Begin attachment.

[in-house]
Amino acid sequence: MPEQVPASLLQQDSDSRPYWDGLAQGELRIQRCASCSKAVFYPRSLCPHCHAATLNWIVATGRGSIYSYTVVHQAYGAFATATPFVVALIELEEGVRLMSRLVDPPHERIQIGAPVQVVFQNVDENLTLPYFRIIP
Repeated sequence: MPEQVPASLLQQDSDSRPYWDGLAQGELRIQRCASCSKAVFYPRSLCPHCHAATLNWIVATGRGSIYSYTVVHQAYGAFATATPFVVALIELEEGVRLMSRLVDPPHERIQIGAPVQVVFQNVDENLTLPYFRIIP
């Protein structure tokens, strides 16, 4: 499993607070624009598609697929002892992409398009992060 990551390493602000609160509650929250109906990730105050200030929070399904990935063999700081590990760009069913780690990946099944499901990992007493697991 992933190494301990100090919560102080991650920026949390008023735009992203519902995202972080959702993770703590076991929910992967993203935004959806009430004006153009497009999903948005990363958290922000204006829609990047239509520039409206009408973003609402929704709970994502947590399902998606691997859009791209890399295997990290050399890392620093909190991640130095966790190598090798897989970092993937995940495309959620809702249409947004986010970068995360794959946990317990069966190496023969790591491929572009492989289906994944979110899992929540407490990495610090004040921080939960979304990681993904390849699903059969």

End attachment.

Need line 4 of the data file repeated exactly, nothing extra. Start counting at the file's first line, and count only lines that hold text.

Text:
């Protein structure tokens, strides 16, 4: 499993607070624009598609697929002892992409398009992060 990551390493602000609160509650929250109906990730105050200030929070399904990935063999700081590990760009069913780690990946099944499901990992007493697991 992933190494301990100090919560102080991650920026949390008023735009992203519902995202972080959702993770703590076991929910992967993203935004959806009430004006153009497009999903948005990363958290922000204006829609990047239509520039409206009408973003609402929704709970994502947590399902998606691997859009791209890399295997990290050399890392620093909190991640130095966790190598090798897989970092993937995940495309959620809702249409947004986010970068995360794959946990317990069966190496023969790591491929572009492989289906994944979110899992929540407490990495610090004040921080939960979304990681993904390849699903059969």